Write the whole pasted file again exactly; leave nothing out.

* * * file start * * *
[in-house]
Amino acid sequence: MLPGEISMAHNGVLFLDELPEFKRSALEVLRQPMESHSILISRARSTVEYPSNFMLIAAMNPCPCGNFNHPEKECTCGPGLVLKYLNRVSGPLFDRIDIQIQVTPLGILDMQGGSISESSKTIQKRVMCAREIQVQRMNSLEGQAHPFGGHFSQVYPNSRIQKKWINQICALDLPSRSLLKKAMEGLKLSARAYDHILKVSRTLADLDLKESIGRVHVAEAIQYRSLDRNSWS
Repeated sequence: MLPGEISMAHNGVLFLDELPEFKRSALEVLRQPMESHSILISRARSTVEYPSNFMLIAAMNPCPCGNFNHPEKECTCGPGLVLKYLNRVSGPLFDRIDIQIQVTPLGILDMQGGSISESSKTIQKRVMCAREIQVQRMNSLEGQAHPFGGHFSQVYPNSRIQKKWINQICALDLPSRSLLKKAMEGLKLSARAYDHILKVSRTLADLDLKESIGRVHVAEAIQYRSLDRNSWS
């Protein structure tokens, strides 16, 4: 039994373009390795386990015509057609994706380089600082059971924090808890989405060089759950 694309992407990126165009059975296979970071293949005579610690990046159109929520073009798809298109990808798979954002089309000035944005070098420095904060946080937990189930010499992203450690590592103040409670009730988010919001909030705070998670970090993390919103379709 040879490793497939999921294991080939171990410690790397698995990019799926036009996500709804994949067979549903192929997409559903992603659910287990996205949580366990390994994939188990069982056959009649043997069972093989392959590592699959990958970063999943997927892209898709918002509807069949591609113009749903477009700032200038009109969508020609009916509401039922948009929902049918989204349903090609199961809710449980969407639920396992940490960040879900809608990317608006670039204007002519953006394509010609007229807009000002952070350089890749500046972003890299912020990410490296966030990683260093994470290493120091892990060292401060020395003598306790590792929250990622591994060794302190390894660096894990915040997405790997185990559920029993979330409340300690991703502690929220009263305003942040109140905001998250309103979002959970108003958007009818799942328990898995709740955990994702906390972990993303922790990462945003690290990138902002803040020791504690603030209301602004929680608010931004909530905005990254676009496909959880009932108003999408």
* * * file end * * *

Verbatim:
[in-house]
Amino acid sequence: MLPGEISMAHNGVLFLDELPEFKRSALEVLRQPMESHSILISRARSTVEYPSNFMLIAAMNPCPCGNFNHPEKECTCGPGLVLKYLNRVSGPLFDRIDIQIQVTPLGILDMQGGSISESSKTIQKRVMCAREIQVQRMNSLEGQAHPFGGHFSQVYPNSRIQKKWINQICALDLPSRSLLKKAMEGLKLSARAYDHILKVSRTLADLDLKESIGRVHVAEAIQYRSLDRNSWS
Repeated sequence: MLPGEISMAHNGVLFLDELPEFKRSALEVLRQPMESHSILISRARSTVEYPSNFMLIAAMNPCPCGNFNHPEKECTCGPGLVLKYLNRVSGPLFDRIDIQIQVTPLGILDMQGGSISESSKTIQKRVMCAREIQVQRMNSLEGQAHPFGGHFSQVYPNSRIQKKWINQICALDLPSRSLLKKAMEGLKLSARAYDHILKVSRTLADLDLKESIGRVHVAEAIQYRSLDRNSWS
């Protein structure tokens, strides 16, 4: 039994373009390795386990015509057609994706380089600082059971924090808890989405060089759950 694309992407990126165009059975296979970071293949005579610690990046159109929520073009798809298109990808798979954002089309000035944005070098420095904060946080937990189930010499992203450690590592103040409670009730988010919001909030705070998670970090993390919103379709 040879490793497939999921294991080939171990410690790397698995990019799926036009996500709804994949067979549903192929997409559903992603659910287990996205949580366990390994994939188990069982056959009649043997069972093989392959590592699959990958970063999943997927892209898709918002509807069949591609113009749903477009700032200038009109969508020609009916509401039922948009929902049918989204349903090609199961809710449980969407639920396992940490960040879900809608990317608006670039204007002519953006394509010609007229807009000002952070350089890749500046972003890299912020990410490296966030990683260093994470290493120091892990060292401060020395003598306790590792929250990622591994060794302190390894660096894990915040997405790997185990559920029993979330409340300690991703502690929220009263305003942040109140905001998250309103979002959970108003958007009818799942328990898995709740955990994702906390972990993303922790990462945003690290990138902002803040020791504690603030209301602004929680608010931004909530905005990254676009496909959880009932108003999408």